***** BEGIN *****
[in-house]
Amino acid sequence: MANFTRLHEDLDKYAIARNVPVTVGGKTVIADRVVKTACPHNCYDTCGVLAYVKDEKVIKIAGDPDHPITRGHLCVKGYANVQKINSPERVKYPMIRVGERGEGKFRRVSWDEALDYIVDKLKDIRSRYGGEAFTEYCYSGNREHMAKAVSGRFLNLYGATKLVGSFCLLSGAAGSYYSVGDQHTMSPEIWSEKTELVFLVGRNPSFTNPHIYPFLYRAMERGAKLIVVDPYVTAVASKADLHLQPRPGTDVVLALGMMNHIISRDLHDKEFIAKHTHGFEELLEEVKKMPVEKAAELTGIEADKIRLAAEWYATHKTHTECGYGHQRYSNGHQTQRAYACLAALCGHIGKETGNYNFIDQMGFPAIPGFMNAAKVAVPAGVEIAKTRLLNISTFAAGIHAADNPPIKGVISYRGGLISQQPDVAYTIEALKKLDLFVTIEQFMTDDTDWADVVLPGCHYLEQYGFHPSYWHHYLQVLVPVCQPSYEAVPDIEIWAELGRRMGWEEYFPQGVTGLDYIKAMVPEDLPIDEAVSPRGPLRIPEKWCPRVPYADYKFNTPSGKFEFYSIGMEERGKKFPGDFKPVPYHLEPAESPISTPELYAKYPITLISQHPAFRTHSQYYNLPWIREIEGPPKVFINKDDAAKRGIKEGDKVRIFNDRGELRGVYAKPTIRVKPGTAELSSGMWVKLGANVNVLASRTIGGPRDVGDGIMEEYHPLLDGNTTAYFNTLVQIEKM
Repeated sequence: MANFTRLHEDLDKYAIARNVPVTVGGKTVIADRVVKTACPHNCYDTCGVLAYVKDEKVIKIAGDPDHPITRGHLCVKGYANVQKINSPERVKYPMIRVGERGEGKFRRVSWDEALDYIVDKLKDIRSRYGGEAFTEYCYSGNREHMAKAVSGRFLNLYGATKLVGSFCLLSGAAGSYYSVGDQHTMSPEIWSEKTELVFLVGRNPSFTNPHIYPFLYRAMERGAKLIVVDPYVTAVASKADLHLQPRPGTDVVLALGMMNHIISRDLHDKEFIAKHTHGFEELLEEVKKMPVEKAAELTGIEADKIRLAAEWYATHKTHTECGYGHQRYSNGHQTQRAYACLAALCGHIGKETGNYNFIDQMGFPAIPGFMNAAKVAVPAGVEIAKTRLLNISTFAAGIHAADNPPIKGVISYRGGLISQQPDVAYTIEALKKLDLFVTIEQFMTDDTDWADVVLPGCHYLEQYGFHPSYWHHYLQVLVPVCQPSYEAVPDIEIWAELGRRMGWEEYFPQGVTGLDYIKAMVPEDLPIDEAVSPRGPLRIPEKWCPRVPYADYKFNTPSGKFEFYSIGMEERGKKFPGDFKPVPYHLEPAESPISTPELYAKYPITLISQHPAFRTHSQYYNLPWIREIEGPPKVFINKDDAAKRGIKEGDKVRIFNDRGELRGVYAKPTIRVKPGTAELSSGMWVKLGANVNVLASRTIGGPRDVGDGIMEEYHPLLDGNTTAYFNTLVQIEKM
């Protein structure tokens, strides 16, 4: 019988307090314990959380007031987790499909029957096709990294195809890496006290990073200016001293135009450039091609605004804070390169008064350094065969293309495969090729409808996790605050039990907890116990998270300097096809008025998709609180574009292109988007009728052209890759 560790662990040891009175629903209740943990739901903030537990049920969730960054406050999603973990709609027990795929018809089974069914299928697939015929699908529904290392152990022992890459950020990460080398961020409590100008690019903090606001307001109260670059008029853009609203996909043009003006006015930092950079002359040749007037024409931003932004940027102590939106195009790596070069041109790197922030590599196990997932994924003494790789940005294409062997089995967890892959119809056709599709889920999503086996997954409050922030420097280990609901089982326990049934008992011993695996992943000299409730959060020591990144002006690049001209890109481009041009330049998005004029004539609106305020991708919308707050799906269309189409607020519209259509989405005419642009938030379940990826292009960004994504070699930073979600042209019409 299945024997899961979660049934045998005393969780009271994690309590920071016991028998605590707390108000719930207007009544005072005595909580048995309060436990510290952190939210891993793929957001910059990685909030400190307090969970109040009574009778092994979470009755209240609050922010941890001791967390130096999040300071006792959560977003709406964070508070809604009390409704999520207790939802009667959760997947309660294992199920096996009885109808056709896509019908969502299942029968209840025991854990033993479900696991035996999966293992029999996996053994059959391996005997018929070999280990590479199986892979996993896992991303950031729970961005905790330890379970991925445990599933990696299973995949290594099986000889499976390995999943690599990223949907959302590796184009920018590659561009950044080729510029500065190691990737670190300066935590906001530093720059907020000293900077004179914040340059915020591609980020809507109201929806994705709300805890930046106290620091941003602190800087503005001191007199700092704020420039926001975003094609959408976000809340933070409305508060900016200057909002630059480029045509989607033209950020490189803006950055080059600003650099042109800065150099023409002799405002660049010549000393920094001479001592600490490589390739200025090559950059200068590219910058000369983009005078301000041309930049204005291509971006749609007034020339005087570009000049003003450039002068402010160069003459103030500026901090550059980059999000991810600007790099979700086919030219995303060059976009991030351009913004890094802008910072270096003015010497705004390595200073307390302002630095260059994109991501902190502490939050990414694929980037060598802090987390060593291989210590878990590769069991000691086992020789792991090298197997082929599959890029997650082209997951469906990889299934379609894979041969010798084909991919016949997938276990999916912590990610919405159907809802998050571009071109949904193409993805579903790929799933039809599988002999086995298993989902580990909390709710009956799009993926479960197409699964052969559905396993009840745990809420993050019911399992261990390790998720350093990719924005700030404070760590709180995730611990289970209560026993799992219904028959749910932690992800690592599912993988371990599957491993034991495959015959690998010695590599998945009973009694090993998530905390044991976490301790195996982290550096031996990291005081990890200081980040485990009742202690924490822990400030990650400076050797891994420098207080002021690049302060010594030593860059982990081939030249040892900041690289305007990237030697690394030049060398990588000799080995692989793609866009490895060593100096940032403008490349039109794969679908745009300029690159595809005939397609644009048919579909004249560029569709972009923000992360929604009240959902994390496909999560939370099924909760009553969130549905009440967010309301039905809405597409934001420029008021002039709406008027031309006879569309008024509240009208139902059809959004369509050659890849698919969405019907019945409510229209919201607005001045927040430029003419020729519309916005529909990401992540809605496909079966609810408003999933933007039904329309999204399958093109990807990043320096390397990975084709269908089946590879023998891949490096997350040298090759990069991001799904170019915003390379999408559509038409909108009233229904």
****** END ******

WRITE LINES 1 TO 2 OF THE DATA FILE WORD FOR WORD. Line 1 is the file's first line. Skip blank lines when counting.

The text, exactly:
[in-house]
Amino acid sequence: MANFTRLHEDLDKYAIARNVPVTVGGKTVIADRVVKTACPHNCYDTCGVLAYVKDEKVIKIAGDPDHPITRGHLCVKGYANVQKINSPERVKYPMIRVGERGEGKFRRVSWDEALDYIVDKLKDIRSRYGGEAFTEYCYSGNREHMAKAVSGRFLNLYGATKLVGSFCLLSGAAGSYYSVGDQHTMSPEIWSEKTELVFLVGRNPSFTNPHIYPFLYRAMERGAKLIVVDPYVTAVASKADLHLQPRPGTDVVLALGMMNHIISRDLHDKEFIAKHTHGFEELLEEVKKMPVEKAAELTGIEADKIRLAAEWYATHKTHTECGYGHQRYSNGHQTQRAYACLAALCGHIGKETGNYNFIDQMGFPAIPGFMNAAKVAVPAGVEIAKTRLLNISTFAAGIHAADNPPIKGVISYRGGLISQQPDVAYTIEALKKLDLFVTIEQFMTDDTDWADVVLPGCHYLEQYGFHPSYWHHYLQVLVPVCQPSYEAVPDIEIWAELGRRMGWEEYFPQGVTGLDYIKAMVPEDLPIDEAVSPRGPLRIPEKWCPRVPYADYKFNTPSGKFEFYSIGMEERGKKFPGDFKPVPYHLEPAESPISTPELYAKYPITLISQHPAFRTHSQYYNLPWIREIEGPPKVFINKDDAAKRGIKEGDKVRIFNDRGELRGVYAKPTIRVKPGTAELSSGMWVKLGANVNVLASRTIGGPRDVGDGIMEEYHPLLDGNTTAYFNTLVQIEKM